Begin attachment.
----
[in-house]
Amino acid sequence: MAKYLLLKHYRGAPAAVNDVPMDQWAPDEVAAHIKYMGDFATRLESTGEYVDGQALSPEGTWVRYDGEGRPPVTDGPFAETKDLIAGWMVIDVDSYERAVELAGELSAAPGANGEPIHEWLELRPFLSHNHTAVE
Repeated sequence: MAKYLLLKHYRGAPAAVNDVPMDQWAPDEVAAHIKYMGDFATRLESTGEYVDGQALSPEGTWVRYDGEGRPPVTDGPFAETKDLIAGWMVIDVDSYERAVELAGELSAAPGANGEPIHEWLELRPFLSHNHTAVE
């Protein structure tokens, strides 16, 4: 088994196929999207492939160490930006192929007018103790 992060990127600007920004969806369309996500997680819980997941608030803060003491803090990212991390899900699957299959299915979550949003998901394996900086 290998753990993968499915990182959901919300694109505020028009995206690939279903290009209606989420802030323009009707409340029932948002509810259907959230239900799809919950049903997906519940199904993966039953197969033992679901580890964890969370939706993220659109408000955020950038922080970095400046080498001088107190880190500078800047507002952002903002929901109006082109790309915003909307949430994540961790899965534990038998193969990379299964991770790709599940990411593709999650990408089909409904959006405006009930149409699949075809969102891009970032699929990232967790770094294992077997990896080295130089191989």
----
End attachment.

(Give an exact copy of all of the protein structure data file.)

[in-house]
Amino acid sequence: MAKYLLLKHYRGAPAAVNDVPMDQWAPDEVAAHIKYMGDFATRLESTGEYVDGQALSPEGTWVRYDGEGRPPVTDGPFAETKDLIAGWMVIDVDSYERAVELAGELSAAPGANGEPIHEWLELRPFLSHNHTAVE
Repeated sequence: MAKYLLLKHYRGAPAAVNDVPMDQWAPDEVAAHIKYMGDFATRLESTGEYVDGQALSPEGTWVRYDGEGRPPVTDGPFAETKDLIAGWMVIDVDSYERAVELAGELSAAPGANGEPIHEWLELRPFLSHNHTAVE
């Protein structure tokens, strides 16, 4: 088994196929999207492939160490930006192929007018103790 992060990127600007920004969806369309996500997680819980997941608030803060003491803090990212991390899900699957299959299915979550949003998901394996900086 290998753990993968499915990182959901919300694109505020028009995206690939279903290009209606989420802030323009009707409340029932948002509810259907959230239900799809919950049903997906519940199904993966039953197969033992679901580890964890969370939706993220659109408000955020950038922080970095400046080498001088107190880190500078800047507002952002903002929901109006082109790309915003909307949430994540961790899965534990038998193969990379299964991770790709599940990411593709999650990408089909409904959006405006009930149409699949075809969102891009970032699929990232967790770094294992077997990896080295130089191989």